297. Memorandum of Conversation1


  • Cuba Policy: Tactics Before and After San Jose


  • The Secretary
  • Mr. Eagleburger, Deputy Under Secretary, M
  • Mr. Rogers, Assistant Secretary, ARA
  • Mr. Lord, Assistant Secretary, S/P
  • Mr. Gleysteen, ARA/CCA—notetaker

The Secretary: What?

Mr. Rogers: Decisions are needed on two levels. First, whether we probe the Cubans again before San Jose. If we don’t know what’s on the Cubans’ minds:

—we’ll get nickeled and dimed by the Canadians;

—Congress will get ahead of us on Cuba policy.

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The Secretary: So what! Cuba is not a popular issue.

Mr. Rogers: Also for resolution is whether we decide to seek a prior agreement on compensation, or whether we are to agree on terms to negotiate compensation and establish diplomatic relations, leaving settlement on compensation until later.

The Secretary: No. Absolutely not. This is out of the question. It is not my style of work.

Mr. Rogers: This was the way it was done with China. A relationship was established before compensation was agreed upon. There could be a machinery for a dialogue with Cuba which was less than a full relationship.

The Secretary: I would like to explore with the companies whether they can not delay another six weeks.

Mr. Rogers: We’ll explore if the Babcock and Wilcox license can be held up; we have told the companies to hold their applications.

The Secretary: Is this straight?

Mr. Rogers: Yes it is.

The Secretary: Yes, it is straight if we haven’t already told the Canadians that we’ll lift the sanctions after San Jose.

Mr. Rogers: I can’t speak for EUR but will check with Art Hartman. I’m sure not.

The Secretary: I thought you people put EUR up to that memorandum.

Mr. Rogers: We had nothing to do with sending it up; I just concurred.

To get back to the probe with the Cubans; we have few cards to play now; after San Jose, we’ll have even fewer.

Mr. Lord: Yes. The Cubans know what will happen in San Jose.

Mr. Eagleburger: The Cubans have never replied to the message to a diplomat in New York.

The Secretary: The Chinese played with exchanging messages for a year.

Mr. Eagleburger: There have been four messages to the Cubans and no reply.

The Secretary: I don’t see what we can gain tactically by a probe.

Mr. Rogers: The cards in our hands are declining in number.

The Secretary: What can we give them anyway; lifting of third-country sanctions?

The Secretary: What other basis?

Mr. Rogers: Something less than having an Ambassador in Havana.

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The Secretary: It was 1½ years of contact with China before we reached agreement to exchange missions:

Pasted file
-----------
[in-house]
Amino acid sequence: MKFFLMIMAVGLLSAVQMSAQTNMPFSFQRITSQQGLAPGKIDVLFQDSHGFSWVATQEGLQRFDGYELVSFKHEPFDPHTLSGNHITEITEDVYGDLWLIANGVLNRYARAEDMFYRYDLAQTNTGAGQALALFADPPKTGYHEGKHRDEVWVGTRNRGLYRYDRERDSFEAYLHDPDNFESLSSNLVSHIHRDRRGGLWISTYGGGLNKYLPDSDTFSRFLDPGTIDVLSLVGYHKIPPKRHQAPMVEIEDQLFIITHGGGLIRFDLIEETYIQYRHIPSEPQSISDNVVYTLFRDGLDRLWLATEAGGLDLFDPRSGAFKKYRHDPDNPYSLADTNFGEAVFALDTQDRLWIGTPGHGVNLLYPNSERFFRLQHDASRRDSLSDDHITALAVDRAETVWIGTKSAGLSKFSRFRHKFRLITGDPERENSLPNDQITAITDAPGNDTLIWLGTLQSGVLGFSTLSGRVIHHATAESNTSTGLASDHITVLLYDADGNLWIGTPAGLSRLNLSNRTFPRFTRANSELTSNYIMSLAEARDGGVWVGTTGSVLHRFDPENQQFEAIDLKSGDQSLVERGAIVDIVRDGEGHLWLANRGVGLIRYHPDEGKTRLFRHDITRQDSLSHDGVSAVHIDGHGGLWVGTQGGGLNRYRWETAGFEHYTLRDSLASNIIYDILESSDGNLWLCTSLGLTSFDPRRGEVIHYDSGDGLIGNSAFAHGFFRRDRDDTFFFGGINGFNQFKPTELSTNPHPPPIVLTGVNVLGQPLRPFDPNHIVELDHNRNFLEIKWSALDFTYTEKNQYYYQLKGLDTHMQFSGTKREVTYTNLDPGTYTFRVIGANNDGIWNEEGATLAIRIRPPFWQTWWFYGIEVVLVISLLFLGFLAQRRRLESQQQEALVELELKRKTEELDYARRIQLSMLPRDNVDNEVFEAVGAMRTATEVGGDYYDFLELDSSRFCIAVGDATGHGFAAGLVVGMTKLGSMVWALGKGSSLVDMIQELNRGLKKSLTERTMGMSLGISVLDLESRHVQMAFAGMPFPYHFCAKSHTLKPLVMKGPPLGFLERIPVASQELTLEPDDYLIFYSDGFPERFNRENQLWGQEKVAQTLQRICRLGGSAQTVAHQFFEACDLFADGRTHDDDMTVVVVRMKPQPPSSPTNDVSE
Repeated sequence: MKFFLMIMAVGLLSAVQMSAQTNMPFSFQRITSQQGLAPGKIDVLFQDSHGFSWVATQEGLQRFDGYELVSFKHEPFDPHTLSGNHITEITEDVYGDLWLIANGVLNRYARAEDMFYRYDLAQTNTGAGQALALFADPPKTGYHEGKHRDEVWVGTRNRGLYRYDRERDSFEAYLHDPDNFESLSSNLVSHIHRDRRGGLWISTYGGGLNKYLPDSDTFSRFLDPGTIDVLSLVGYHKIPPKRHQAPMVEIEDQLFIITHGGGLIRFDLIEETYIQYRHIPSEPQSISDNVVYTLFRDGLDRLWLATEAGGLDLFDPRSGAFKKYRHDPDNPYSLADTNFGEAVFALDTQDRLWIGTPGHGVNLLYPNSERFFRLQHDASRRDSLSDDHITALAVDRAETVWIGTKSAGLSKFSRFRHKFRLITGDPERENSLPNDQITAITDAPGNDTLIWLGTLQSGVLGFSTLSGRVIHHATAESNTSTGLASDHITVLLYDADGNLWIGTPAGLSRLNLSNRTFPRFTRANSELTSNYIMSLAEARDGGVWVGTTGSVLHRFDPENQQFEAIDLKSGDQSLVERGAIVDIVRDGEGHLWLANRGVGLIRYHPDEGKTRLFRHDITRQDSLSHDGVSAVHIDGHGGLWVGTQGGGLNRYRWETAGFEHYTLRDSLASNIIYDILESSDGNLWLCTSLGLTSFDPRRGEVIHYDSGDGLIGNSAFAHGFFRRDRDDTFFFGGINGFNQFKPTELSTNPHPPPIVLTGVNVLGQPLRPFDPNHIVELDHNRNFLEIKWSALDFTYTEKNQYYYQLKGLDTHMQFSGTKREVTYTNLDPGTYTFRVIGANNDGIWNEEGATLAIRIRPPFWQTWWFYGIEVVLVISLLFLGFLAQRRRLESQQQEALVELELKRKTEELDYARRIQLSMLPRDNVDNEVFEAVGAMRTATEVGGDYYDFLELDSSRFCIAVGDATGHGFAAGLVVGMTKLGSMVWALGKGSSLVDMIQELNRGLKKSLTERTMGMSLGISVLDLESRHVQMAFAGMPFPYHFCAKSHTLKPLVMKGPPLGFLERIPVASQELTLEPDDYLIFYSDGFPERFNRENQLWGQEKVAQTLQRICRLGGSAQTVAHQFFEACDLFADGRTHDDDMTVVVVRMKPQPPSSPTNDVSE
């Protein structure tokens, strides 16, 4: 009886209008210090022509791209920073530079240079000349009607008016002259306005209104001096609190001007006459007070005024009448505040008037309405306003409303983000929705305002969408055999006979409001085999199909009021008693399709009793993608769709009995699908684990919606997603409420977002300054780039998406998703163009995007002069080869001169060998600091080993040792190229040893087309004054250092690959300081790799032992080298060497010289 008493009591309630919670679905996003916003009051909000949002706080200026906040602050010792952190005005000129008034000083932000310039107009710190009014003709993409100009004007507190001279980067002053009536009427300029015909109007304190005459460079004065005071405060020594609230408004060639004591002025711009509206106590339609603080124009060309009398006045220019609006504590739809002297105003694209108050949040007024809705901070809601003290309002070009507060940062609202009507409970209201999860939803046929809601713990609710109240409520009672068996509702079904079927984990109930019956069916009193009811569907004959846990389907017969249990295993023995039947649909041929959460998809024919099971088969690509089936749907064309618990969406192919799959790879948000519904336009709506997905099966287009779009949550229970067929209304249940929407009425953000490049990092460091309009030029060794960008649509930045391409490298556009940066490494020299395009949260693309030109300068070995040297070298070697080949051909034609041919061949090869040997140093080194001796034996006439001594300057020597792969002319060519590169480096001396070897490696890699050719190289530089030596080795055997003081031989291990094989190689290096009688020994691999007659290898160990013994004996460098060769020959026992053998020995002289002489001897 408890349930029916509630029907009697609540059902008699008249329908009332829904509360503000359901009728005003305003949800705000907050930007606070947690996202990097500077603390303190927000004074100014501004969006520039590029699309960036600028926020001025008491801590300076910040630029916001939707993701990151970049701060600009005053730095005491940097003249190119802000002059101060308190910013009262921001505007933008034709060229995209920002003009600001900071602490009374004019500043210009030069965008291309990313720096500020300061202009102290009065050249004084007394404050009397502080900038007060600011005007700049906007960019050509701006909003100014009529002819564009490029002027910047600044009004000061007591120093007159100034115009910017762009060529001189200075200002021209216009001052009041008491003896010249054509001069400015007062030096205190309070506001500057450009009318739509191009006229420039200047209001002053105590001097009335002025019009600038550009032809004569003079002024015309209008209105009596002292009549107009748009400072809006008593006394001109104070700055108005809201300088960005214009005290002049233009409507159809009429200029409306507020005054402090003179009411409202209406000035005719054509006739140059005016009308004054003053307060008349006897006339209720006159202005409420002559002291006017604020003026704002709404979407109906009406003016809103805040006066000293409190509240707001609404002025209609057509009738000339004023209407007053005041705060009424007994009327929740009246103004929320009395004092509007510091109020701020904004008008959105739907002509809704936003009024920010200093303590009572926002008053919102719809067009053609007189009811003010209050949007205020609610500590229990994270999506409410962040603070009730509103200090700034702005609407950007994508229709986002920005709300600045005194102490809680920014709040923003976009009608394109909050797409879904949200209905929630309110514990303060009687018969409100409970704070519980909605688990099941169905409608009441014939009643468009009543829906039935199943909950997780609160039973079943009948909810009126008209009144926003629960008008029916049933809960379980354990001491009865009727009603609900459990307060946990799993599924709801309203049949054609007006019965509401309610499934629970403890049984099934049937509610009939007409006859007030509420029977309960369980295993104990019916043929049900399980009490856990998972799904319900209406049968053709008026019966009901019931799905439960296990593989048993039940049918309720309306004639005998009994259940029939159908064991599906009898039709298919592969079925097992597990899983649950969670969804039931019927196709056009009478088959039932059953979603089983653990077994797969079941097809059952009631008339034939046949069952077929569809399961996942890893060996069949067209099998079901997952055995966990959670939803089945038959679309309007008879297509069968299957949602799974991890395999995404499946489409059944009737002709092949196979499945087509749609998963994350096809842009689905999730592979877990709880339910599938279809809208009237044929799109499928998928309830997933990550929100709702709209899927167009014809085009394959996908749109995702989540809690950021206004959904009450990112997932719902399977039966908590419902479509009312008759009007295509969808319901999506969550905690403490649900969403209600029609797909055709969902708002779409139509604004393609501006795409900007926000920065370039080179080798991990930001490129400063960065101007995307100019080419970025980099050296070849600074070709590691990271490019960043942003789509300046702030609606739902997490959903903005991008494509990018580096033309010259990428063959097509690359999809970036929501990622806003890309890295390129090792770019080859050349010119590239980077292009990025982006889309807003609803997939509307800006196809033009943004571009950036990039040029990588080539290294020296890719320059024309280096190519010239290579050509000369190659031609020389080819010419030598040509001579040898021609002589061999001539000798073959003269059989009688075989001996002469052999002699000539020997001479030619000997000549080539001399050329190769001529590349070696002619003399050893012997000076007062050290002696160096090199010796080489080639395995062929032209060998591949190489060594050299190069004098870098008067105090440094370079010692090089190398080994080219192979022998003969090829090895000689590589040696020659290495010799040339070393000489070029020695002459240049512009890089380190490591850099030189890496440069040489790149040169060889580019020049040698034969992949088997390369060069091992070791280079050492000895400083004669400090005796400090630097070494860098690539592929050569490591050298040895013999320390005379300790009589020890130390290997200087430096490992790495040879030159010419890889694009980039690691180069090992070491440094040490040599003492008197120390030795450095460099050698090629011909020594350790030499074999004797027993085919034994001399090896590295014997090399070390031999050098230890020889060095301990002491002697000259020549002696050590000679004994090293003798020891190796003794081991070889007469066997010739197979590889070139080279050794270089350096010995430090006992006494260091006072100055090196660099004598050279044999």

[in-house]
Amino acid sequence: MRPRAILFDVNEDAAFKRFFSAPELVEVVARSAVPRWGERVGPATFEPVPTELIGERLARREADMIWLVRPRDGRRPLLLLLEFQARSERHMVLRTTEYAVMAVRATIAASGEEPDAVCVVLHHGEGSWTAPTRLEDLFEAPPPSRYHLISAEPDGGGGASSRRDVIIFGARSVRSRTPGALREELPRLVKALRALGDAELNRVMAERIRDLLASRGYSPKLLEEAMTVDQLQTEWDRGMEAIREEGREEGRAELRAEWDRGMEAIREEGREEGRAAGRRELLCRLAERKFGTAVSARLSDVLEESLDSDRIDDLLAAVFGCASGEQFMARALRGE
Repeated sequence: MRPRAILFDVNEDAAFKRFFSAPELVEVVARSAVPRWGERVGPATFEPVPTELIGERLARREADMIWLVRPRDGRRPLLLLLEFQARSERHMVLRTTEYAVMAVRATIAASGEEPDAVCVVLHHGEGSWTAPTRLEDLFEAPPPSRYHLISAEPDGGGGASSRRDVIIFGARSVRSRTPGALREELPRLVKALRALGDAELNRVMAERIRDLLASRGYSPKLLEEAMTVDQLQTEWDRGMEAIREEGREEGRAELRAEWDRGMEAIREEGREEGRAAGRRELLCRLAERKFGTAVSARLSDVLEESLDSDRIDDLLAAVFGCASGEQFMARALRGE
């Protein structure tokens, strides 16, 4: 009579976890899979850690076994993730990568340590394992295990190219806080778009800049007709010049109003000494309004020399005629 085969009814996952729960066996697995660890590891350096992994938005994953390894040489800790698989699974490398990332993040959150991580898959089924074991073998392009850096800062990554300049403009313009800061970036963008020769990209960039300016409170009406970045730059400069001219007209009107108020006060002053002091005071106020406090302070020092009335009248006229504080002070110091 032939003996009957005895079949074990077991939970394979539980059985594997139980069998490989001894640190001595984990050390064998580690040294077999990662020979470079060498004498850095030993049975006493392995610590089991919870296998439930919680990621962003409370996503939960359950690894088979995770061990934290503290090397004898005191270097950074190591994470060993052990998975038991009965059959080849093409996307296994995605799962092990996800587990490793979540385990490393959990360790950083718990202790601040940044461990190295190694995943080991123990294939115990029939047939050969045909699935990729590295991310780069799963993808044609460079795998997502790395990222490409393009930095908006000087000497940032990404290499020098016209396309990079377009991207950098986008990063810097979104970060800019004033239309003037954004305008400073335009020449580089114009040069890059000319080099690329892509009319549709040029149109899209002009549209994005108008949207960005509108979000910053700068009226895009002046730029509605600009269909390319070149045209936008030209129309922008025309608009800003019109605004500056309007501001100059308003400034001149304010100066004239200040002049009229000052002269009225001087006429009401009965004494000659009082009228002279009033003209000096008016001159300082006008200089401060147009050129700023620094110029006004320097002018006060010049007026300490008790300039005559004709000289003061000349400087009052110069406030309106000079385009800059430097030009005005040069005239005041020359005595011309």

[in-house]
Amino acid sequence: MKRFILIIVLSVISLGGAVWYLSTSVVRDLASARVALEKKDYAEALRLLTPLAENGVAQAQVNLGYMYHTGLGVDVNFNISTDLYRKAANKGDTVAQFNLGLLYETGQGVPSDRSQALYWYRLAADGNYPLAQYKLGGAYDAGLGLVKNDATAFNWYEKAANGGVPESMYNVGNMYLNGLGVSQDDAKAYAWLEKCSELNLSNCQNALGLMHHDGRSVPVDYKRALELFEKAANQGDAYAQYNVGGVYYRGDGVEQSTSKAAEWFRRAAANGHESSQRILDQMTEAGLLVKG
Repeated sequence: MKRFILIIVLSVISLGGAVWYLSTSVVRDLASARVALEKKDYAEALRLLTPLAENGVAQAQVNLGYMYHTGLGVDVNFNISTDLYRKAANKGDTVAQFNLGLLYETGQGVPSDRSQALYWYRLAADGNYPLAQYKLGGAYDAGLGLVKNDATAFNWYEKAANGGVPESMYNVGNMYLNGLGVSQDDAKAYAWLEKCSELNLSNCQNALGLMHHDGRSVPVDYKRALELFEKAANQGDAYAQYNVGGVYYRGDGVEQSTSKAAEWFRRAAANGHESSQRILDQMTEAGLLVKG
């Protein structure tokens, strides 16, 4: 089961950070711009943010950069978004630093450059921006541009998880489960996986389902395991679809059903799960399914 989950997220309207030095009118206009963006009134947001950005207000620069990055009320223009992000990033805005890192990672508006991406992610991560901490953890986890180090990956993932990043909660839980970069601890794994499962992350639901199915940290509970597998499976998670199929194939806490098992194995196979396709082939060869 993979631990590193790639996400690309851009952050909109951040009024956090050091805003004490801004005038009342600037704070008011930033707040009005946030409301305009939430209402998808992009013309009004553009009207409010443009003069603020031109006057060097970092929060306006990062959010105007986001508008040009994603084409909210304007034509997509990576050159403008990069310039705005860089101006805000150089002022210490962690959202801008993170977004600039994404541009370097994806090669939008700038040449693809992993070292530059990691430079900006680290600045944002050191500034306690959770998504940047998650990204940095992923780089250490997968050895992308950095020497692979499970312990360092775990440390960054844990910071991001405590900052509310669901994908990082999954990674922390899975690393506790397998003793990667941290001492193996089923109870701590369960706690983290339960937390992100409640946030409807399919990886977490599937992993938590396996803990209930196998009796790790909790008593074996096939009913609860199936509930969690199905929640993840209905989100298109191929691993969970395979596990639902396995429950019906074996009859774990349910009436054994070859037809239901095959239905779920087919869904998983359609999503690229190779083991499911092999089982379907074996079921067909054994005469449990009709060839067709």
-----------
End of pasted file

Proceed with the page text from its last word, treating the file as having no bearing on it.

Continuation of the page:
—Cuba is not important.

—I will not cater to the propensity of the Democrats to make unilateral concessions;

—Cuba can do nothing for us except to embarrass us in Latin America—and we thought we had successfully taken care of this.

—I would prefer not to lift the third-country sanctions until San Jose.

—What about the Hartman memo? I was told by MacEachen there would be six more weeks before something builds up again. But now I am told to do something immediately.

Mr. Rogers: You have told the Canadians it is better to wait until August before pressing us again.

The Secretary: My answer was negative because MacEachen does not expect any pressure as suggested in the memos.

Mr. Rogers: MacEachen apparently misunderstood, thinking third-country sanctions might be lifted in June instead of August. Ambassador Porter phoned today and got this confirmed.

The Secretary: The Canadians want to show that they can make the Secretary back up. Have we encouraged them to do this? Is there any reason why another foreign firm should get the contract?

Mr. Rogers: Sure. There are other manufacturers of boilers in Germany and Japan. The main issue is the price. Canada could lose the contract.

Mr. Rogers: We could indicate we have some discretion in determining this.

The Secretary: What would you say if the Cubans said, “screw you!” Suppose they don’t answer? I don’t see how we can make any threats about not supporting the lifting of sanctions at San Jose.

Mr. Rogers: Well, there are the third-country sanctions—proposals for a basketball team to Cuba, etc.

The Secretary: I thought it was baseball?

Mr. Rogers: McGovern was dickering for a college-level basketball team to Cuba this summer and a baseball team in the autumn. Incidentally I have to reply to Baseball Commissioner Bowie Kuhn on the latter proposal. Also outstanding is a request for our shipping food and medicines by a religious group. This comes to $10 million worth to Cuba.

The Secretary: I suppose you already granted it.

Mr. Rogers: No, not yet. The point is that our position is being continually chiselled away by Congress.